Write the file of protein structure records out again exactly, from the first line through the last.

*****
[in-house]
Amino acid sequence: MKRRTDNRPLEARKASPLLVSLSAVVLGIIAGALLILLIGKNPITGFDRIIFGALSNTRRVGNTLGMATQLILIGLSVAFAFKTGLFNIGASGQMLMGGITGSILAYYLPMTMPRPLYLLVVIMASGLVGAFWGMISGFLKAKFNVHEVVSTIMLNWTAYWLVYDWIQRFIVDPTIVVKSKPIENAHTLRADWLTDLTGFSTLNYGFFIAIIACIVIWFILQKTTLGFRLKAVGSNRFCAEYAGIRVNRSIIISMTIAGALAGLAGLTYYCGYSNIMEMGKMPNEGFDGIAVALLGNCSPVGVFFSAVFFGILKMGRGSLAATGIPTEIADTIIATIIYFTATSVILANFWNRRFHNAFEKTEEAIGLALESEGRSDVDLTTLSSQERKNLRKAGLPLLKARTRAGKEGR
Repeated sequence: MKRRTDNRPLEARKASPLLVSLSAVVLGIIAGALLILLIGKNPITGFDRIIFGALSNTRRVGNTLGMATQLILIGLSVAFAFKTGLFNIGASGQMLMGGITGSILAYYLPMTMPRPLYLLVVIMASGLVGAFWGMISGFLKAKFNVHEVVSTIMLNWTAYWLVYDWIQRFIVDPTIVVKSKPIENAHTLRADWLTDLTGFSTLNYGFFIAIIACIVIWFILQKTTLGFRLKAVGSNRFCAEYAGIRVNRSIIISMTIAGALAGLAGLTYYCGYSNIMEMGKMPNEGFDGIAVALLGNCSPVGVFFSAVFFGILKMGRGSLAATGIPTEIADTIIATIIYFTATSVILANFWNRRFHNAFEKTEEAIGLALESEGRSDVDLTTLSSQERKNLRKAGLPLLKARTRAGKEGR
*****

[in-house]
Amino acid sequence: MKRRTDNRPLEARKASPLLVSLSAVVLGIIAGALLILLIGKNPITGFDRIIFGALSNTRRVGNTLGMATQLILIGLSVAFAFKTGLFNIGASGQMLMGGITGSILAYYLPMTMPRPLYLLVVIMASGLVGAFWGMISGFLKAKFNVHEVVSTIMLNWTAYWLVYDWIQRFIVDPTIVVKSKPIENAHTLRADWLTDLTGFSTLNYGFFIAIIACIVIWFILQKTTLGFRLKAVGSNRFCAEYAGIRVNRSIIISMTIAGALAGLAGLTYYCGYSNIMEMGKMPNEGFDGIAVALLGNCSPVGVFFSAVFFGILKMGRGSLAATGIPTEIADTIIATIIYFTATSVILANFWNRRFHNAFEKTEEAIGLALESEGRSDVDLTTLSSQERKNLRKAGLPLLKARTRAGKEGR
Repeated sequence: MKRRTDNRPLEARKASPLLVSLSAVVLGIIAGALLILLIGKNPITGFDRIIFGALSNTRRVGNTLGMATQLILIGLSVAFAFKTGLFNIGASGQMLMGGITGSILAYYLPMTMPRPLYLLVVIMASGLVGAFWGMISGFLKAKFNVHEVVSTIMLNWTAYWLVYDWIQRFIVDPTIVVKSKPIENAHTLRADWLTDLTGFSTLNYGFFIAIIACIVIWFILQKTTLGFRLKAVGSNRFCAEYAGIRVNRSIIISMTIAGALAGLAGLTYYCGYSNIMEMGKMPNEGFDGIAVALLGNCSPVGVFFSAVFFGILKMGRGSLAATGIPTEIADTIIATIIYFTATSVILANFWNRRFHNAFEKTEEAIGLALESEGRSDVDLTTLSSQERKNLRKAGLPLLKARTRAGKEGR